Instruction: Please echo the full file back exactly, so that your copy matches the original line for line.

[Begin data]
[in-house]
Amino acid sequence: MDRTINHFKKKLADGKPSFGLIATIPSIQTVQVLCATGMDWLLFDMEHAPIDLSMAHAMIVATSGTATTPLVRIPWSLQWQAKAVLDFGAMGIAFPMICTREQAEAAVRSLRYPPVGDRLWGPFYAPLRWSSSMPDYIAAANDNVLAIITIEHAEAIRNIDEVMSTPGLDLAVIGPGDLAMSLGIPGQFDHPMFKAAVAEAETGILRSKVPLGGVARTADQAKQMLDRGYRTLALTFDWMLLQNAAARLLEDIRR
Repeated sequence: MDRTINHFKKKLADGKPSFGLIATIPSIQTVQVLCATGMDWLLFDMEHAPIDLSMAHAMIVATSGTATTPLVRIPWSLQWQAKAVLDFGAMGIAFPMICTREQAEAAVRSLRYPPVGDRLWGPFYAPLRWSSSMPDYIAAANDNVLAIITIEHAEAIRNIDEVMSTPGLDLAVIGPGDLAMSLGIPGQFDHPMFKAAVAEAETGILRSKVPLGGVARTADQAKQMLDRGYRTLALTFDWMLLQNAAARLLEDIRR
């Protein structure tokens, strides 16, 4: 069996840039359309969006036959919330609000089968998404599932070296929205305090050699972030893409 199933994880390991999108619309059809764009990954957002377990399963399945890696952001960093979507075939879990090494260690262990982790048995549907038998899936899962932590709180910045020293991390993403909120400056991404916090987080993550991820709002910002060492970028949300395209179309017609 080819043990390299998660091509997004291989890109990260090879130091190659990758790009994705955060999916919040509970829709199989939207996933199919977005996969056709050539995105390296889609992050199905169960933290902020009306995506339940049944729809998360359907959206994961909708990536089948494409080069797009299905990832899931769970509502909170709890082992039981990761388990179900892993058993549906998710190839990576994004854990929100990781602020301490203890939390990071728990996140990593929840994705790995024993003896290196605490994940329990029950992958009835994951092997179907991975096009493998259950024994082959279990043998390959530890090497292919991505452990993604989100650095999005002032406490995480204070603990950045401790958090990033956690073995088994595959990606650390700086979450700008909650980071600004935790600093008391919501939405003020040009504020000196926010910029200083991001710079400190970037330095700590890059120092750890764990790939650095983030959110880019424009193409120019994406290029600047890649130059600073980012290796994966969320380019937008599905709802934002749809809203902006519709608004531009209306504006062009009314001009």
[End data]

[in-house]
Amino acid sequence: MDRTINHFKKKLADGKPSFGLIATIPSIQTVQVLCATGMDWLLFDMEHAPIDLSMAHAMIVATSGTATTPLVRIPWSLQWQAKAVLDFGAMGIAFPMICTREQAEAAVRSLRYPPVGDRLWGPFYAPLRWSSSMPDYIAAANDNVLAIITIEHAEAIRNIDEVMSTPGLDLAVIGPGDLAMSLGIPGQFDHPMFKAAVAEAETGILRSKVPLGGVARTADQAKQMLDRGYRTLALTFDWMLLQNAAARLLEDIRR
Repeated sequence: MDRTINHFKKKLADGKPSFGLIATIPSIQTVQVLCATGMDWLLFDMEHAPIDLSMAHAMIVATSGTATTPLVRIPWSLQWQAKAVLDFGAMGIAFPMICTREQAEAAVRSLRYPPVGDRLWGPFYAPLRWSSSMPDYIAAANDNVLAIITIEHAEAIRNIDEVMSTPGLDLAVIGPGDLAMSLGIPGQFDHPMFKAAVAEAETGILRSKVPLGGVARTADQAKQMLDRGYRTLALTFDWMLLQNAAARLLEDIRR
């Protein structure tokens, strides 16, 4: 069996840039359309969006036959919330609000089968998404599932070296929205305090050699972030893409 199933994880390991999108619309059809764009990954957002377990399963399945890696952001960093979507075939879990090494260690262990982790048995549907038998899936899962932590709180910045020293991390993403909120400056991404916090987080993550991820709002910002060492970028949300395209179309017609 080819043990390299998660091509997004291989890109990260090879130091190659990758790009994705955060999916919040509970829709199989939207996933199919977005996969056709050539995105390296889609992050199905169960933290902020009306995506339940049944729809998360359907959206994961909708990536089948494409080069797009299905990832899931769970509502909170709890082992039981990761388990179900892993058993549906998710190839990576994004854990929100990781602020301490203890939390990071728990996140990593929840994705790995024993003896290196605490994940329990029950992958009835994951092997179907991975096009493998259950024994082959279990043998390959530890090497292919991505452990993604989100650095999005002032406490995480204070603990950045401790958090990033956690073995088994595959990606650390700086979450700008909650980071600004935790600093008391919501939405003020040009504020000196926010910029200083991001710079400190970037330095700590890059120092750890764990790939650095983030959110880019424009193409120019994406290029600047890649130059600073980012290796994966969320380019937008599905709802934002749809809203902006519709608004531009209306504006062009009314001009």